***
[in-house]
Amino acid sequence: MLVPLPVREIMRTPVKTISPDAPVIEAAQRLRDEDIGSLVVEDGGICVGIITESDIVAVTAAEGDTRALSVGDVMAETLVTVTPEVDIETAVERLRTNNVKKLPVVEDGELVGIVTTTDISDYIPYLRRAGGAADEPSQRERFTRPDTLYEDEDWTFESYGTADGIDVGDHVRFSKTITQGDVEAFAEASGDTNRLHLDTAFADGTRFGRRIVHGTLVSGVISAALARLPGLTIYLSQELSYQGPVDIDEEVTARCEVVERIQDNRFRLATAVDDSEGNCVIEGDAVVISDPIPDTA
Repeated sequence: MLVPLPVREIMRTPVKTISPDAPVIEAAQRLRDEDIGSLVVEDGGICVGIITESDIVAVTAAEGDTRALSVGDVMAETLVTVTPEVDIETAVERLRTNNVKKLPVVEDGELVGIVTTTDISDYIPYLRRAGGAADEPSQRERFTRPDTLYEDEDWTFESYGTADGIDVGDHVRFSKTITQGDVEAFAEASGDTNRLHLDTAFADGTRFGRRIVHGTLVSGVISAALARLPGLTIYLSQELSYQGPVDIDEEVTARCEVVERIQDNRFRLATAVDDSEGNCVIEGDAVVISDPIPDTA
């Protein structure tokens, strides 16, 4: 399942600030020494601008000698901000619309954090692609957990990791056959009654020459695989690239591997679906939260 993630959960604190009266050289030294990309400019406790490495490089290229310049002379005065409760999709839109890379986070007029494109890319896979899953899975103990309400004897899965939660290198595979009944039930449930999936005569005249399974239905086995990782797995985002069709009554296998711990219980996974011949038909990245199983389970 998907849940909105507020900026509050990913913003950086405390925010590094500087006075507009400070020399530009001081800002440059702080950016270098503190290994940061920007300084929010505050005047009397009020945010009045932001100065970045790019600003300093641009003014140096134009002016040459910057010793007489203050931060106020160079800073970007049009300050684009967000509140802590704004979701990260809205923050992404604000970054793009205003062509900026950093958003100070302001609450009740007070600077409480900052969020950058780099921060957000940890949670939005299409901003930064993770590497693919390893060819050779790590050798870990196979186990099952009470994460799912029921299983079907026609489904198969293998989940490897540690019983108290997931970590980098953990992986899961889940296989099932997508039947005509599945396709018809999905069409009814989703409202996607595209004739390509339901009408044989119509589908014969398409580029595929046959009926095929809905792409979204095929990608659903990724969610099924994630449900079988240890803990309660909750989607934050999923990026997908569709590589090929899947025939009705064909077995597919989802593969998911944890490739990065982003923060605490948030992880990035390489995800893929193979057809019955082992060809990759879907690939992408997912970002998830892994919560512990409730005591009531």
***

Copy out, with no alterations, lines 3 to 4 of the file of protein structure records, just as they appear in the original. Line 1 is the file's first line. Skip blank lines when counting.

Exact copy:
Repeated sequence: MLVPLPVREIMRTPVKTISPDAPVIEAAQRLRDEDIGSLVVEDGGICVGIITESDIVAVTAAEGDTRALSVGDVMAETLVTVTPEVDIETAVERLRTNNVKKLPVVEDGELVGIVTTTDISDYIPYLRRAGGAADEPSQRERFTRPDTLYEDEDWTFESYGTADGIDVGDHVRFSKTITQGDVEAFAEASGDTNRLHLDTAFADGTRFGRRIVHGTLVSGVISAALARLPGLTIYLSQELSYQGPVDIDEEVTARCEVVERIQDNRFRLATAVDDSEGNCVIEGDAVVISDPIPDTA
């Protein structure tokens, strides 16, 4: 399942600030020494601008000698901000619309954090692609957990990791056959009654020459695989690239591997679906939260 993630959960604190009266050289030294990309400019406790490495490089290229310049002379005065409760999709839109890379986070007029494109890319896979899953899975103990309400004897899965939660290198595979009944039930449930999936005569005249399974239905086995990782797995985002069709009554296998711990219980996974011949038909990245199983389970 998907849940909105507020900026509050990913913003950086405390925010590094500087006075507009400070020399530009001081800002440059702080950016270098503190290994940061920007300084929010505050005047009397009020945010009045932001100065970045790019600003300093641009003014140096134009002016040459910057010793007489203050931060106020160079800073970007049009300050684009967000509140802590704004979701990260809205923050992404604000970054793009205003062509900026950093958003100070302001609450009740007070600077409480900052969020950058780099921060957000940890949670939005299409901003930064993770590497693919390893060819050779790590050798870990196979186990099952009470994460799912029921299983079907026609489904198969293998989940490897540690019983108290997931970590980098953990992986899961889940296989099932997508039947005509599945396709018809999905069409009814989703409202996607595209004739390509339901009408044989119509589908014969398409580029595929046959009926095929809905792409979204095929990608659903990724969610099924994630449900079988240890803990309660909750989607934050999923990026997908569709590589090929899947025939009705064909077995597919989802593969998911944890490739990065982003923060605490948030992880990035390489995800893929193979057809019955082992060809990759879907690939992408997912970002998830892994919560512990409730005591009531």